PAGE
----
Labyrinth Jareth Study: Part 2.0

(Please let me know if you don’t see 11 photos.)
This post has given me grey hairs. The first time I posted this one, it disappeared. I spent scads of time on it, then…POOF. Finding the time again has been very difficult. Then, when I finished it a second time, it wouldn’t work either. Thank goodness the text was saved! This time, I found out that the problem is too many photos that are too big. We had to increase storage capacity and a few other things, including having to resize some photos. So, at full size, some photos make be smaller than they otherwise would be. I also rearranged photos, and will have fewer n this post than I was otherwise going to have, and the rest will be posted every day or two (the posts are already set to auto-post, so expect a new post on Monday at 1pm PST, Tuesday at the same time, etc.) in smaller posts that will hopefully not have any issue posting.

Monday: Lining
Tuesday: Cuffs
Wednesday and Thursday: Back and lapel details
Friday: Miscellaneous

Those are all already done and scheduled, and I’ll be biting my nails waiting to make sure they post without issue.

Expect this post to be something of an overview with more photos for each part in the coming days.   One day will be more photos of the lining, another will be cuffs, another of buttons, etc., which will also make it easier to find the specific part you’re looking for.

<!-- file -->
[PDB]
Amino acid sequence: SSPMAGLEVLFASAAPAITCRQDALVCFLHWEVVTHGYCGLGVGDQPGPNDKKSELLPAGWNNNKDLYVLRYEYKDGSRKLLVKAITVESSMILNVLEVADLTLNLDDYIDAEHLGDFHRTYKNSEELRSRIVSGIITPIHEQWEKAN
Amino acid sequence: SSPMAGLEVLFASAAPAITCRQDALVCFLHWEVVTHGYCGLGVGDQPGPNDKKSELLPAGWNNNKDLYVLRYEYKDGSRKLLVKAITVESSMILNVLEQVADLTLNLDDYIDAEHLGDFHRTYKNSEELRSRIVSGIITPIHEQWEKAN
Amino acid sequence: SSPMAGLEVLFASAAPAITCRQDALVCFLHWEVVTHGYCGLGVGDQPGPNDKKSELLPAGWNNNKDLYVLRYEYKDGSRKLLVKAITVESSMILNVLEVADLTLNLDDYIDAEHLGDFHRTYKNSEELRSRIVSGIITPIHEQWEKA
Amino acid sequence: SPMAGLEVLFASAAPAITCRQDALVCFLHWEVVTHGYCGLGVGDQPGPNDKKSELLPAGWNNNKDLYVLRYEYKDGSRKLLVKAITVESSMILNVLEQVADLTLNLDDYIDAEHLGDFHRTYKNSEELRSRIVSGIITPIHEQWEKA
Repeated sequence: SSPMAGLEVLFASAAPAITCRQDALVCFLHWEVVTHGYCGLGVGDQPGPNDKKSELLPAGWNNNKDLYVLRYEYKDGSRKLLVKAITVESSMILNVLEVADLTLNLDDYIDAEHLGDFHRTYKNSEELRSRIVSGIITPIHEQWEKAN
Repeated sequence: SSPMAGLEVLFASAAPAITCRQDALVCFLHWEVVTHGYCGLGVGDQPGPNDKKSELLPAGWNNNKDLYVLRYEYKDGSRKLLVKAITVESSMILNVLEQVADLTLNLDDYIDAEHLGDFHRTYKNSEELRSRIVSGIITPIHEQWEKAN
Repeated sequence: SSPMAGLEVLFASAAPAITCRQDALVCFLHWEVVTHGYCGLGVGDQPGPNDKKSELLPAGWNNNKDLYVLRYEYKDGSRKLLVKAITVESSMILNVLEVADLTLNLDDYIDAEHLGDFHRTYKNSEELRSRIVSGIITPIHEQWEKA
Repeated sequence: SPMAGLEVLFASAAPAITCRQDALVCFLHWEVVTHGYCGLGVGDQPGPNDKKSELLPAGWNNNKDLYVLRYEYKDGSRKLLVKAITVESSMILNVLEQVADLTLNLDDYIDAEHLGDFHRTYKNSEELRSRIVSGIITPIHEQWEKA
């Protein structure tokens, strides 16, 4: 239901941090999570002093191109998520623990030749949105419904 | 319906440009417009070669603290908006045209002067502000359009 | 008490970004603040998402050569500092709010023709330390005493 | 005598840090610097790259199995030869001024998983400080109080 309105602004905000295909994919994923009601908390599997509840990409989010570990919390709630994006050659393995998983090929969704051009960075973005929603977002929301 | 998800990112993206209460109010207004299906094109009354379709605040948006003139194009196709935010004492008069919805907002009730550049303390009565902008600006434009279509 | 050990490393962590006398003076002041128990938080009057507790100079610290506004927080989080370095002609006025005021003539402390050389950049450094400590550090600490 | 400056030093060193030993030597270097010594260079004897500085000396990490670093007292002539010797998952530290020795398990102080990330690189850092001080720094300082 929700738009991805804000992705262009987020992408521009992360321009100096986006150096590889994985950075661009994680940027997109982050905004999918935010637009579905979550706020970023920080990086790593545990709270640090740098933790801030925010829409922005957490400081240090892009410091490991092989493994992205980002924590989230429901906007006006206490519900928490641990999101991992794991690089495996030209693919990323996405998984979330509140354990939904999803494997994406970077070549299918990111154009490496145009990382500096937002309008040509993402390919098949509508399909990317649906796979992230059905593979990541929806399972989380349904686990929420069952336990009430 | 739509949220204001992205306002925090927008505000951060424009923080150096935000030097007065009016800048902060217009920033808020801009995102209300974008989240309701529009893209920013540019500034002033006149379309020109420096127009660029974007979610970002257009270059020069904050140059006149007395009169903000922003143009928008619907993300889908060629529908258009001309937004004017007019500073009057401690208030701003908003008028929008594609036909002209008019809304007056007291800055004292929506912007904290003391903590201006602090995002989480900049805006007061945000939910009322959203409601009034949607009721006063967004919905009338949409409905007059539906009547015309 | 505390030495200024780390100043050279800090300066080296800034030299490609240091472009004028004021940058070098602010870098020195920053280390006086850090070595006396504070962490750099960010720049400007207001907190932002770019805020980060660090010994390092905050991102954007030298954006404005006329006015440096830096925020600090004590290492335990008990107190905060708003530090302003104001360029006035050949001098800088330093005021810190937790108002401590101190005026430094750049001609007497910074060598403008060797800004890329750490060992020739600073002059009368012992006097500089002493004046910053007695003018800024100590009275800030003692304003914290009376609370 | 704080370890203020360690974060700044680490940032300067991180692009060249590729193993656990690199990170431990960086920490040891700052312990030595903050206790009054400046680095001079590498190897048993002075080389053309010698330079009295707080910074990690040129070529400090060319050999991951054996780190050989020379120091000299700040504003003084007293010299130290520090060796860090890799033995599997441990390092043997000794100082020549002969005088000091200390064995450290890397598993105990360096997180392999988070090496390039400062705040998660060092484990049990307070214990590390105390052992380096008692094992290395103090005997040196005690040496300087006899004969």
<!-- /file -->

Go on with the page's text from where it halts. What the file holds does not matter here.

I was also planning to make this coat as part of making this post, but then had the brilliant idea (well, “brilliant”) to have it be a make-along.  I’m likely heading back to Paris at the end of this year, and, if I do, I plan to try tracking down more of the metallic velvet I got before.  If anyone is interested in that, it was €75 per meter, and sold in 3-meter lengths, and I charged the actual cost converted to US-dollars.  It’s not cheap, but it’s perfect.  I got some for myself as well as for one of my followers.  Once tickets are booked, for those who are interested, I would ask for a refundable-if-not-found deposit, and fabric would be distributed on a first-signed-up order.  I’m regretting not choking down the cost of a few more lengths, but I was already over my baggage weight limit.  Having me get the fabric wouldn’t be required to participate in this make-along.

So let’s start with the lining and the hem.  The lining is a simple silver lamé, and it’s serged with cream.  I’ll be honest–I don’t serge enough to know if that’s a 3-thread or 4-thread, though it looks like a 3-thread.  (I serge so rarely that I got a Baby Lock Imagine since it adjusts all the tensions automatically, and I suuuuuuuck at that part.). Click on any photos for larger versions.

The bottom of the coat looks like it’s been light-damaged.  Yes, light causes damage.  This is why flash-photography isn’t allowed.  The flash from one camera seems like it wouldn’t do anything, but over time, all those flashes add up.  But it does make the hem of the velvet easier to see as well, and it’s also serged, but with navy.  You can see in these photos that the backing is woven, not knit and the metallic fibers are also easier to see.  In Monday’s post, you will see some tulle that I suspect was used for display purposes.

Movin’ on up, we get to some buttons.  There appear to be already-made buttons, nothing custom, and that makes sense.  Unlike the broach, this isn’t a detail that will get much notice.  There are two in the back, and one in the front.  more on that in a bit.  In place of a coat vent, there are three pleats under each button, and this piece is cut separately.  In the first button photo, the seam is clearly visible.